Joint owners either own property as beneficial joint tenants or as tenants in common- the choice is yours. What’s the difference? In either case, you both need to sign to sell, let or mortgage the property. The differences come in if you fall out, or if one of you dies.

1. Joint Tenants:

Technically, the whole of the property is owned by you both, equally. If one owner dies, their share passes automatically to the other, regardless of what their will says. This is the common way for married couples to own houses. The survivor just needs to produce the death certificate and the house, with any mortgage, is theirs. If you both die, perhaps in the same accident, then the house will pass under the will of whoever lived longest, by no matter how short a period. If there is no will, then the house passes to the survivor’s family.

2. Tenants in Common:

This means that the property is owned by you both in distinct, not necessarily equal, shares. The individual owners can control what happens to their share on death. This may mean the survivor does not inherit the rest of house and has to come to some agreement with the family of their co-owner.

You can create trusts in your will which allow your co-owner to use your half of the house for the rest of their life, but make sure that on their death it passes to your children. Your share can be protected by using trusts from nursing home fees, second marriages, bankruptcy or stepchildren. Trusts can be used to save inheritance tax, providing your share in the property passes under your will.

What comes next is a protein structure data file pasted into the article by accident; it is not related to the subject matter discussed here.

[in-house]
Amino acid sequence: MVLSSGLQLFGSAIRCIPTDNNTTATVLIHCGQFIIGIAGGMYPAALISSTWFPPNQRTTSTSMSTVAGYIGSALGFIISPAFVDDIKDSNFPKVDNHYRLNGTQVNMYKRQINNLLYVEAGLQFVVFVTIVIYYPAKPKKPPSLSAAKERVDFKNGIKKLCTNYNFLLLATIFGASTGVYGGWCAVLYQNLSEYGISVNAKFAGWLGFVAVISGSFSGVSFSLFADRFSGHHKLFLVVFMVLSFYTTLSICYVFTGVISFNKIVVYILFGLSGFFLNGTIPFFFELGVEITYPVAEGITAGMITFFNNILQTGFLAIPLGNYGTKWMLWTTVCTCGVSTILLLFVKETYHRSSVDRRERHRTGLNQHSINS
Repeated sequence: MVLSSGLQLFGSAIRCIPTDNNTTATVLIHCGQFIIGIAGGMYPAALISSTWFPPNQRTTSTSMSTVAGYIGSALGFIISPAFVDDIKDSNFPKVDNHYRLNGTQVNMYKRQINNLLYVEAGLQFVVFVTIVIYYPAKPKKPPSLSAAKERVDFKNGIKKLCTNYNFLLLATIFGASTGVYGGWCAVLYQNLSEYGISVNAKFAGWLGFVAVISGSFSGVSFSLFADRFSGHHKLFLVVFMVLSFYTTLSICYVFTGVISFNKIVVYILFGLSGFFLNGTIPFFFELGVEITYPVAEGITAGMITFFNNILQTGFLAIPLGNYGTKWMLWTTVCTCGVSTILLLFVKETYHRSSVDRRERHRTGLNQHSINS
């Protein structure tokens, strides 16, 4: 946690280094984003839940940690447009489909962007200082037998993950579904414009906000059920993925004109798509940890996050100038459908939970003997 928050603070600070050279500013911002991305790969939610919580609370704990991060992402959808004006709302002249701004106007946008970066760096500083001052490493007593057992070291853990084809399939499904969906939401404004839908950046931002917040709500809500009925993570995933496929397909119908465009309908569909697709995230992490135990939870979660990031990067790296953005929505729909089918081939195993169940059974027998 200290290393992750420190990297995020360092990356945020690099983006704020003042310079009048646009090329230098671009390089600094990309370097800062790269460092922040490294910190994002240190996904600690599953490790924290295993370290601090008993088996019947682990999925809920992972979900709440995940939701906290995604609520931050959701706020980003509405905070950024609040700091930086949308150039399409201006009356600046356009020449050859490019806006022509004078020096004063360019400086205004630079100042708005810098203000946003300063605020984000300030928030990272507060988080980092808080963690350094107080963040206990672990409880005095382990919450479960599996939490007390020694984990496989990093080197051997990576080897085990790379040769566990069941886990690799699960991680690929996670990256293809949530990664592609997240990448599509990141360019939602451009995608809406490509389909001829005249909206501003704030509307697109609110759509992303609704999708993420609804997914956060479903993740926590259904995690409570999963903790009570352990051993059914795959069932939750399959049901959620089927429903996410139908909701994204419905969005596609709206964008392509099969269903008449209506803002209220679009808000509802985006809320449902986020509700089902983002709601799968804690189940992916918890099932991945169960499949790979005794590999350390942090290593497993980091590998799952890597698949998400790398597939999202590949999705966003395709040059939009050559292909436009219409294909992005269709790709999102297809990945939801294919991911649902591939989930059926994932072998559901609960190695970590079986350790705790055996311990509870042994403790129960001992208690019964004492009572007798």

You may decide to own the property in unequal shares, to protect a greater contribution by one party or to equalise your estates for tax reasons. You can enter into a living together agreement to decide what should happen to the house if you split up, or that the mortgage will be paid by one of you and come out of their share when the house is sold.

In either case it is sensible to have a will. You don’t want your share in the house passing to one person and the insurance you’ve taken out to pay the mortgage going to some-one else. If you would like further advice or information, speak to us.